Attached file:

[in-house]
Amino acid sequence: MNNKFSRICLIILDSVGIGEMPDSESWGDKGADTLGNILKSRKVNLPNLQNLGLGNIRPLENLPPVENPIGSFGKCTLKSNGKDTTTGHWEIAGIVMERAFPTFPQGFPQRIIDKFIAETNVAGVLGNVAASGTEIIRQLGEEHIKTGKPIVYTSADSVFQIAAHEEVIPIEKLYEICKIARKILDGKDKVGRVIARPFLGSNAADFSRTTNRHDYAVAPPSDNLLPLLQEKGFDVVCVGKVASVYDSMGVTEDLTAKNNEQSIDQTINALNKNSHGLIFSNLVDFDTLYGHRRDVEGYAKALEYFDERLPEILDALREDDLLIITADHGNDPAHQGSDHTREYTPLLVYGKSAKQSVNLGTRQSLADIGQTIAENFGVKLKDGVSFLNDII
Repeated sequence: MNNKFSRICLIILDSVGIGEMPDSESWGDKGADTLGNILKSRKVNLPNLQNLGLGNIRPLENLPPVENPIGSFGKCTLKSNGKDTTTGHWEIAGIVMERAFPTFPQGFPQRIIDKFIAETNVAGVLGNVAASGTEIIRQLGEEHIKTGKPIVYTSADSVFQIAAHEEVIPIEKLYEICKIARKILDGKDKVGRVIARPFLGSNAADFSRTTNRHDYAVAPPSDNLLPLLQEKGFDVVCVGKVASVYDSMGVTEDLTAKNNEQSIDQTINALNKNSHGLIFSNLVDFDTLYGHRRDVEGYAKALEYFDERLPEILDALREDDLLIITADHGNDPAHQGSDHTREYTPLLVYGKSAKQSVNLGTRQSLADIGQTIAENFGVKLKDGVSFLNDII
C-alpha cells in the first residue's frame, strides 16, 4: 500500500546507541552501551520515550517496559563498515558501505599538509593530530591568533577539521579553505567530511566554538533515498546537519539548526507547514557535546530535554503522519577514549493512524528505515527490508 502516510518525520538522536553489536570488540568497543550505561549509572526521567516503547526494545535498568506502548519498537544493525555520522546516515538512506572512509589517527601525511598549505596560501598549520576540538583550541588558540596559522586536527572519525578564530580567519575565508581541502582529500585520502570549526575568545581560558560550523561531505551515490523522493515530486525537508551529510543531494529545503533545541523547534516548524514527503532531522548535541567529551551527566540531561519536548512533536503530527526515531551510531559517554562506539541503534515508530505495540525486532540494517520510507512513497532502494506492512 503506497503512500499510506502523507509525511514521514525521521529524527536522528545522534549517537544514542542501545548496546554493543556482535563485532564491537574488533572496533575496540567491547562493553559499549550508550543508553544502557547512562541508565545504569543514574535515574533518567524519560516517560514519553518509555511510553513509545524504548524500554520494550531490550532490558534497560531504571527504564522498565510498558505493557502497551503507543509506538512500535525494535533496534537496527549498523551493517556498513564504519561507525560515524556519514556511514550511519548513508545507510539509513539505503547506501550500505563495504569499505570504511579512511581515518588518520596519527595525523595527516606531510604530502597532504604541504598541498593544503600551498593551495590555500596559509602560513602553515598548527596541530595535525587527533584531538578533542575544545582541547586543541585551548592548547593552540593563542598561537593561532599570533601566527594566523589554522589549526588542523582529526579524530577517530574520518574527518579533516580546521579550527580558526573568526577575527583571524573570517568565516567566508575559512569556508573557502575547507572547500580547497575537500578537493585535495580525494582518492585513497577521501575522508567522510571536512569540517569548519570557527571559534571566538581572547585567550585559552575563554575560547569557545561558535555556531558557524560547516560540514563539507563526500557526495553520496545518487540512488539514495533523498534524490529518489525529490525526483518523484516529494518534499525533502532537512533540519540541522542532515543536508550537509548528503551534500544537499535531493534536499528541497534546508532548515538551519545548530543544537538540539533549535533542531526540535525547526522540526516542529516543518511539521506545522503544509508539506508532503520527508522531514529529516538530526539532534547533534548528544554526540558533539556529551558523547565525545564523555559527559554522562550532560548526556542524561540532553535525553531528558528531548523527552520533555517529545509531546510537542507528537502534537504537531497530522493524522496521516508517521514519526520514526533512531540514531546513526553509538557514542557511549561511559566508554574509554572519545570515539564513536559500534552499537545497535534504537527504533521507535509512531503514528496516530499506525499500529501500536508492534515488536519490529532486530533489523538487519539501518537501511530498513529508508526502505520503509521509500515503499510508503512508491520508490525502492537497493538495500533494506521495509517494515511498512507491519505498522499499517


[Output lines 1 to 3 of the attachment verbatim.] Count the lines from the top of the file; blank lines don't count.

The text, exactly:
[in-house]
Amino acid sequence: MNNKFSRICLIILDSVGIGEMPDSESWGDKGADTLGNILKSRKVNLPNLQNLGLGNIRPLENLPPVENPIGSFGKCTLKSNGKDTTTGHWEIAGIVMERAFPTFPQGFPQRIIDKFIAETNVAGVLGNVAASGTEIIRQLGEEHIKTGKPIVYTSADSVFQIAAHEEVIPIEKLYEICKIARKILDGKDKVGRVIARPFLGSNAADFSRTTNRHDYAVAPPSDNLLPLLQEKGFDVVCVGKVASVYDSMGVTEDLTAKNNEQSIDQTINALNKNSHGLIFSNLVDFDTLYGHRRDVEGYAKALEYFDERLPEILDALREDDLLIITADHGNDPAHQGSDHTREYTPLLVYGKSAKQSVNLGTRQSLADIGQTIAENFGVKLKDGVSFLNDII
Repeated sequence: MNNKFSRICLIILDSVGIGEMPDSESWGDKGADTLGNILKSRKVNLPNLQNLGLGNIRPLENLPPVENPIGSFGKCTLKSNGKDTTTGHWEIAGIVMERAFPTFPQGFPQRIIDKFIAETNVAGVLGNVAASGTEIIRQLGEEHIKTGKPIVYTSADSVFQIAAHEEVIPIEKLYEICKIARKILDGKDKVGRVIARPFLGSNAADFSRTTNRHDYAVAPPSDNLLPLLQEKGFDVVCVGKVASVYDSMGVTEDLTAKNNEQSIDQTINALNKNSHGLIFSNLVDFDTLYGHRRDVEGYAKALEYFDERLPEILDALREDDLLIITADHGNDPAHQGSDHTREYTPLLVYGKSAKQSVNLGTRQSLADIGQTIAENFGVKLKDGVSFLNDII